cigarette ash may be distinguished? Sherlock Holmes knows, with the

compulsive eye for detail and the hyperactive brain to make something

out of all these apparently unrelated factoids. He splits the rent with

phlegmatic Dr. Watson, a true friend and stout companion in the trenches

of cleaning up after Scotland yard.

With emphasize on origin and relation, Game’s Afoot is not so much

mystery solved, but characters defined. We learn of Dr. Watson’s service

in the Afghani wars, Holmes’ wanderlust parents, and a struggle to

overcome addiction to opiates and nicotine. We hold these two as icons

of the detection trade, but what do we really know of them? Game’s Afoot

is that critical background biography that unveils and motivates the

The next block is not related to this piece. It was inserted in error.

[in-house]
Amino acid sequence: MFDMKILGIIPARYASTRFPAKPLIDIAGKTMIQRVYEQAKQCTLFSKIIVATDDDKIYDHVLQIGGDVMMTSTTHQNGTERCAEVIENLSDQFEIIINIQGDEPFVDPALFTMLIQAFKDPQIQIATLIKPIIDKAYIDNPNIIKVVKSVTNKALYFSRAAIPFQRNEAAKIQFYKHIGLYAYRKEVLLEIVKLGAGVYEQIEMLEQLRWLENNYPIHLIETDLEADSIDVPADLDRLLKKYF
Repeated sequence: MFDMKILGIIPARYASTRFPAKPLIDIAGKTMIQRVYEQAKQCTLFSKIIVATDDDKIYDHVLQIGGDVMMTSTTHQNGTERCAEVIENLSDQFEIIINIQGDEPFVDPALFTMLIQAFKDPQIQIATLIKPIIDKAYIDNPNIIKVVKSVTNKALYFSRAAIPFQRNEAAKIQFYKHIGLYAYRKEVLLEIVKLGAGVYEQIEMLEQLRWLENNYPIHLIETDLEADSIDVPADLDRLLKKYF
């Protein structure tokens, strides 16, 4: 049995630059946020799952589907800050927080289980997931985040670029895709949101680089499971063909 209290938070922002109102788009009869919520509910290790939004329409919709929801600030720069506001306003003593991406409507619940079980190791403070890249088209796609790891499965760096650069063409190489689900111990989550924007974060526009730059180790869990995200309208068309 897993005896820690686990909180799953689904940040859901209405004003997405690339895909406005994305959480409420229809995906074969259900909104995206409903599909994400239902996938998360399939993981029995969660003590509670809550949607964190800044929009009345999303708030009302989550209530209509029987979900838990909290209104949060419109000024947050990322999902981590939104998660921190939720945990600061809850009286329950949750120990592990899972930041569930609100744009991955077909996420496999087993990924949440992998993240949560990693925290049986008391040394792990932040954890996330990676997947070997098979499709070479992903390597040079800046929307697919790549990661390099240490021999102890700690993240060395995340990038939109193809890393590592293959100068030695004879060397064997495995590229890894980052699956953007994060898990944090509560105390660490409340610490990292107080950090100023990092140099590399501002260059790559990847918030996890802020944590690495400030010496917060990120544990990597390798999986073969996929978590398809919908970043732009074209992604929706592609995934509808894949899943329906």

strongest fictional characters in English literature.

The Beauty Queen of Leenane

By Martin McDonagh

Directed by Kristian Truelsen

Starring Christine Decker, Ann Hering, Jim Howard, Bill Mitchell

Orlando Theater Project / SCC</b>

Some people are born to poverty and isolation, some people fall into

poverty and isolation, and some people have it thrust upon them. Middle-aged Maureen (Hering) finds herself trapped in a mutually abusive

relationship with her mother Mag (Decker) and a sadly beautiful West Irish

countryside. Mother made sure she never had a man, but now the glimmer

of a chance arrives as Pato Dooley (Howard) picks her up at a local

party. He may not be the lover of her dreams, but options are limited,

and he is a nice enough guy. He heads back to London, with work and

insults aplenty, but eventually arranges a chance to go to Boston. He

asks Maureen to go with him, and despite mum’s best efforts to kill the

affair, Maureen almost escapes.

Action revolves around a claustrophobic set, with the two women glued

together by a lack of money and alternatives. Dialogue, faithfully

rendered with a thick west country accent, is a challenge for actor and

audience alike. A helpful glossary included in the program translates